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Some hospitals have so-called "patient advocates" who help when the patients aren't getting what they need from the physicians. Maybe they're in your hospital?Good luck.
 

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Discussion Starter · #10 ·
There can be bad doctors anywhere, but usually something as complex as cancer is better off when you have a treatment team rather than one individual.At least with several eyes there is a chance that one bad doctor will get over-ruled. If you only have one person that ever looks at the data and they are really bad you are screwed.
. An update on my case. I had my first chemotherapy treatment yesterday, March 30, 2010 at the Siteman Cancer Center at Barnes Hospital. Fortunately, there were several doctors at Siteman who reviewed my PET Scan. An entire team of radiologist reviewed my PET Scan from MD Anderson and could not find anything that looked like cancer in my shoulder "hot spot". They followed up by doing a CT Scan of that shoulder to biopsy anything they might find. Again, a team of radiologist reviewed the CT Scan and couldn't even find anything to biopsy, NOTHING.At MD Anderson the PET Scan was reviewed by only one radiologist who did not say it was cancer but that it was an area of concern. The surgeon, who is not a radiologist, deemed it to be cancer in the hot spot, and the GI oncologist agreed without further review by anyone. He then sent me home without a referall or any of my records, slides, films, cd's of scans.Thank God that I found the doctors at Siteman Cancer center who actually work as a team.I was staged at 3.5 at MD Anderson without data to support that. After significant research and additonal testing at Siteman I am a stage 3, worst case on chemotherapy to restage me at a 2 to 2.5 and probable surgery.Just because the book was a New York Times bestseller doesn't mean it's any good. I feel like the reputation of MD Anderson was earned in the past. I believe they still do good things but they handled my case very poorly. One radiologist and a thoracic surgeon can make a determination on a PET Scan to be supported without question by a GI oncologist. Perhaps it is time for MD Anderson to do some peer reviews to assure they maintain their reputation and quality of care.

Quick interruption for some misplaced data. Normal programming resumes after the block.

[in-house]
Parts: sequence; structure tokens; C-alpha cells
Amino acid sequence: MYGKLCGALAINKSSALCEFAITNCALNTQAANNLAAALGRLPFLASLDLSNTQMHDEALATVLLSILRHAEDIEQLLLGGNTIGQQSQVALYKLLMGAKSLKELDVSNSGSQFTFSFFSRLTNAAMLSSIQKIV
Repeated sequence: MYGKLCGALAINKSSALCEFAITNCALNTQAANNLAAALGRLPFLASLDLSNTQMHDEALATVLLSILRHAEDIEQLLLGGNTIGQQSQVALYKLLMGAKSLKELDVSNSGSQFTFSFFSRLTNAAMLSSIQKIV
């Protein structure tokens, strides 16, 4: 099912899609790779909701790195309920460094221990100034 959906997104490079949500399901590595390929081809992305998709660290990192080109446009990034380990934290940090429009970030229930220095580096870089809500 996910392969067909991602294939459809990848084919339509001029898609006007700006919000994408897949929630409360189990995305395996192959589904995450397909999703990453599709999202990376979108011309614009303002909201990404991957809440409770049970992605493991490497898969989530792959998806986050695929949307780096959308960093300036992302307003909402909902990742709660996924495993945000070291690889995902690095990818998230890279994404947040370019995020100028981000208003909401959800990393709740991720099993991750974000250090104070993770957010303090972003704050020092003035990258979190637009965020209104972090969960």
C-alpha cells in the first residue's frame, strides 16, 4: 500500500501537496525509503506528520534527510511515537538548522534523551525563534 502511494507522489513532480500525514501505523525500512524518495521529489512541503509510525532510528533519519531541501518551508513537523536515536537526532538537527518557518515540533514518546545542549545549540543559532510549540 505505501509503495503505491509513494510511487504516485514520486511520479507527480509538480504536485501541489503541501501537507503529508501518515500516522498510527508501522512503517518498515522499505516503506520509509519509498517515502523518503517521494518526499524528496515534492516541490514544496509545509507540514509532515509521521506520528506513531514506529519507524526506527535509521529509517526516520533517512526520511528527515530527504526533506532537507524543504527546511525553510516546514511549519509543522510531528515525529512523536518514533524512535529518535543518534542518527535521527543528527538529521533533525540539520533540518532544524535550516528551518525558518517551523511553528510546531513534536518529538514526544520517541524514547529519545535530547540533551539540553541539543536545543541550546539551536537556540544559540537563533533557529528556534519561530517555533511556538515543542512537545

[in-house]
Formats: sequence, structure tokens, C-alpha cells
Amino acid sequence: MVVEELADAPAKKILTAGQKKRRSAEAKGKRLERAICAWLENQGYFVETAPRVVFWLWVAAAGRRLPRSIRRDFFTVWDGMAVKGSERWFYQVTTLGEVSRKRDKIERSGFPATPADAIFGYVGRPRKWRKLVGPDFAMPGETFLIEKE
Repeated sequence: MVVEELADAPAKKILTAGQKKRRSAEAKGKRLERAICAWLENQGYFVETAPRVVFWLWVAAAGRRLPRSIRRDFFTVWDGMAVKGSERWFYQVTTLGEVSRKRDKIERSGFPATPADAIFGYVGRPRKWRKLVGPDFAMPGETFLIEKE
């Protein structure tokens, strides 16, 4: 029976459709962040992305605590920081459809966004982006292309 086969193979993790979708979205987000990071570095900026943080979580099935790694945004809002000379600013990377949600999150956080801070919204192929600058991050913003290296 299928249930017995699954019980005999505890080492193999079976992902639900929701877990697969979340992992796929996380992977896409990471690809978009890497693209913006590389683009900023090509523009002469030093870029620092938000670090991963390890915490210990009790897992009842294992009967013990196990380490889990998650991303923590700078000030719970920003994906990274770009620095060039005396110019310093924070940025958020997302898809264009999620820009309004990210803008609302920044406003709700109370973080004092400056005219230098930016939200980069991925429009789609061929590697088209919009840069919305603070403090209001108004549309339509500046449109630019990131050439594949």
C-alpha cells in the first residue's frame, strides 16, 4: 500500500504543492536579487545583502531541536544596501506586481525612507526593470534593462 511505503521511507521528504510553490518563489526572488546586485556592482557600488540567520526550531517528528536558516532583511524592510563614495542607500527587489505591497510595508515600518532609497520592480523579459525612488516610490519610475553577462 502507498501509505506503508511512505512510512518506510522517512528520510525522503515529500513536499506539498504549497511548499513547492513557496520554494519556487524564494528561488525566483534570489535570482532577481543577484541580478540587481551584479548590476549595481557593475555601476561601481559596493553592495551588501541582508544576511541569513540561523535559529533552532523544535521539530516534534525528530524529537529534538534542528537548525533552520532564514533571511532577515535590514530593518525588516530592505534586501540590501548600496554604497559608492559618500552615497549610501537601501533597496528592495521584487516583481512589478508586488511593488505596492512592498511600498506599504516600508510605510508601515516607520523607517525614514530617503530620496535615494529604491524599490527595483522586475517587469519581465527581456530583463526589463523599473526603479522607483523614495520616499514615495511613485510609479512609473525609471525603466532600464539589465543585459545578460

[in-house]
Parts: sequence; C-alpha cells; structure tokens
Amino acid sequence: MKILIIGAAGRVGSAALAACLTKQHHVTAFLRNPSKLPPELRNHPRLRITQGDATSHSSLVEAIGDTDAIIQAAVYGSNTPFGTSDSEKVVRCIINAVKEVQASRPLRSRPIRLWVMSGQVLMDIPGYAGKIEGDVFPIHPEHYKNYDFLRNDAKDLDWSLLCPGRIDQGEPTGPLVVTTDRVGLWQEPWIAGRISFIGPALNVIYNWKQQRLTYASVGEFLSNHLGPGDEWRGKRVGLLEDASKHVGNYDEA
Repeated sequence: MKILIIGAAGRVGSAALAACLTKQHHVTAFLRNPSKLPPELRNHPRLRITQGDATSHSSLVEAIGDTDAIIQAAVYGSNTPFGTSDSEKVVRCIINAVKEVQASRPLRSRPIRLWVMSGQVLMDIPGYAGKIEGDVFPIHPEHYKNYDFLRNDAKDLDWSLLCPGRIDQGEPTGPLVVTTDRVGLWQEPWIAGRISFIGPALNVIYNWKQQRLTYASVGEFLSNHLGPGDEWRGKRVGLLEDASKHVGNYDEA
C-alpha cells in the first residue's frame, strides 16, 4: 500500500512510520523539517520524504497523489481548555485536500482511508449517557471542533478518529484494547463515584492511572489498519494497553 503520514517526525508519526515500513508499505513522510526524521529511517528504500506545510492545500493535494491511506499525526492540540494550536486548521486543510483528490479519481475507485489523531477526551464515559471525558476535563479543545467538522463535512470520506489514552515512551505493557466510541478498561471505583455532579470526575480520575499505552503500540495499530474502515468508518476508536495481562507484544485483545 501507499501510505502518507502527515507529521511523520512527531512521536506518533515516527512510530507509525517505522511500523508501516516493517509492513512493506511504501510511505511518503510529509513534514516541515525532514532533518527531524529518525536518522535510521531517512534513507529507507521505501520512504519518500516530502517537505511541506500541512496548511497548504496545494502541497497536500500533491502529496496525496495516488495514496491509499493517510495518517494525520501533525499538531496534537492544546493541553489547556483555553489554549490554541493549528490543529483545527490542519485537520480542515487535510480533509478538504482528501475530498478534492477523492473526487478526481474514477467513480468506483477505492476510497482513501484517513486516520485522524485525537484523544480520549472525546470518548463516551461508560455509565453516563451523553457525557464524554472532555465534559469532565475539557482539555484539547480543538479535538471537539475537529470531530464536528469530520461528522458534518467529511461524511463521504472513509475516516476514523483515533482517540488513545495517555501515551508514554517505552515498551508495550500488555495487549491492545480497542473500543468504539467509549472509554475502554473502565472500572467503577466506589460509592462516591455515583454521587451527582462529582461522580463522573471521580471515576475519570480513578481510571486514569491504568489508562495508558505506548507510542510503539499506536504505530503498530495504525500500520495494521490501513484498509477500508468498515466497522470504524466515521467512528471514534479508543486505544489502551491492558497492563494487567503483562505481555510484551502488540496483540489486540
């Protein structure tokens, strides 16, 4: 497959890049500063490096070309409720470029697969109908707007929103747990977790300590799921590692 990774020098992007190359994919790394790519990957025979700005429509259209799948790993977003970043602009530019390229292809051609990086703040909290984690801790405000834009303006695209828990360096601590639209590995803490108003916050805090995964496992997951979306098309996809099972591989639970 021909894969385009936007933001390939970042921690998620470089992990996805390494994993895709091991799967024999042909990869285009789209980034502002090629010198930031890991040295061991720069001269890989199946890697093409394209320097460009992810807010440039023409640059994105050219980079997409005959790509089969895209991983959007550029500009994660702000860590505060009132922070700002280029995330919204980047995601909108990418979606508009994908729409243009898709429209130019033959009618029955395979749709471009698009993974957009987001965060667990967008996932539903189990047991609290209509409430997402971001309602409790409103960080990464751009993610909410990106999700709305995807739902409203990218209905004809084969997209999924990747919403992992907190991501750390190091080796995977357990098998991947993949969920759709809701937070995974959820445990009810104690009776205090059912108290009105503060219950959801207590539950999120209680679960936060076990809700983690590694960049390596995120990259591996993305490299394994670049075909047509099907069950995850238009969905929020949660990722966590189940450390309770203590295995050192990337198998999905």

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Hi there.Hope you are as well as can be at what must be a difficult time for you and your family.What sort of surgery are they planning after chemo. The reason i ask is because i used to work in cardio-thoracic surgery.Please let me know how you are getting on.best wishes.